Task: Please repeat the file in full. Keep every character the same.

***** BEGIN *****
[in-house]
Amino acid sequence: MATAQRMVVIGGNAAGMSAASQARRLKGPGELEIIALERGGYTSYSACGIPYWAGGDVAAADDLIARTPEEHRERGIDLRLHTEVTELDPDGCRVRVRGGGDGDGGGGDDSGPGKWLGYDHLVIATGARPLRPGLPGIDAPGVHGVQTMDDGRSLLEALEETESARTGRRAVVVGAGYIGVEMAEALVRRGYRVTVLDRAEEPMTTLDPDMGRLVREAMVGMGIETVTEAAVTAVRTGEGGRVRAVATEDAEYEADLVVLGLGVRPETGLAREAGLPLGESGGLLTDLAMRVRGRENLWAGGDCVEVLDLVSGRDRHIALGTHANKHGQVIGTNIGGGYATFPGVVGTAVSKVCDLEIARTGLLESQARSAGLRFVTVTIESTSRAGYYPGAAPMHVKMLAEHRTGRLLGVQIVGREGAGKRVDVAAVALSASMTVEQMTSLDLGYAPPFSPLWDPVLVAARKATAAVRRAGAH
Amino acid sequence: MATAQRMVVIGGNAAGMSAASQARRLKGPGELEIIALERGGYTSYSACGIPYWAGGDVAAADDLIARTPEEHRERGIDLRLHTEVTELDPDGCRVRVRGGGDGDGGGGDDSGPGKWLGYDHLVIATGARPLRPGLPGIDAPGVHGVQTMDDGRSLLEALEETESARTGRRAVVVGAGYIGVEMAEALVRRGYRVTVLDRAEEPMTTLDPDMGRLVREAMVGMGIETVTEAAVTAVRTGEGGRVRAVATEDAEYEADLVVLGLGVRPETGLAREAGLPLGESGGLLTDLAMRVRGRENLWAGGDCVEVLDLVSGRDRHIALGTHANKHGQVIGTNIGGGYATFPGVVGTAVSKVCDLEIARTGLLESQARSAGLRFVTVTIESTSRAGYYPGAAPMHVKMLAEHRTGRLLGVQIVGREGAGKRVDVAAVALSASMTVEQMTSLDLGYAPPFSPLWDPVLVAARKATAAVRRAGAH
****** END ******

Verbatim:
[in-house]
Amino acid sequence: MATAQRMVVIGGNAAGMSAASQARRLKGPGELEIIALERGGYTSYSACGIPYWAGGDVAAADDLIARTPEEHRERGIDLRLHTEVTELDPDGCRVRVRGGGDGDGGGGDDSGPGKWLGYDHLVIATGARPLRPGLPGIDAPGVHGVQTMDDGRSLLEALEETESARTGRRAVVVGAGYIGVEMAEALVRRGYRVTVLDRAEEPMTTLDPDMGRLVREAMVGMGIETVTEAAVTAVRTGEGGRVRAVATEDAEYEADLVVLGLGVRPETGLAREAGLPLGESGGLLTDLAMRVRGRENLWAGGDCVEVLDLVSGRDRHIALGTHANKHGQVIGTNIGGGYATFPGVVGTAVSKVCDLEIARTGLLESQARSAGLRFVTVTIESTSRAGYYPGAAPMHVKMLAEHRTGRLLGVQIVGREGAGKRVDVAAVALSASMTVEQMTSLDLGYAPPFSPLWDPVLVAARKATAAVRRAGAH
Amino acid sequence: MATAQRMVVIGGNAAGMSAASQARRLKGPGELEIIALERGGYTSYSACGIPYWAGGDVAAADDLIARTPEEHRERGIDLRLHTEVTELDPDGCRVRVRGGGDGDGGGGDDSGPGKWLGYDHLVIATGARPLRPGLPGIDAPGVHGVQTMDDGRSLLEALEETESARTGRRAVVVGAGYIGVEMAEALVRRGYRVTVLDRAEEPMTTLDPDMGRLVREAMVGMGIETVTEAAVTAVRTGEGGRVRAVATEDAEYEADLVVLGLGVRPETGLAREAGLPLGESGGLLTDLAMRVRGRENLWAGGDCVEVLDLVSGRDRHIALGTHANKHGQVIGTNIGGGYATFPGVVGTAVSKVCDLEIARTGLLESQARSAGLRFVTVTIESTSRAGYYPGAAPMHVKMLAEHRTGRLLGVQIVGREGAGKRVDVAAVALSASMTVEQMTSLDLGYAPPFSPLWDPVLVAARKATAAVRRAGAH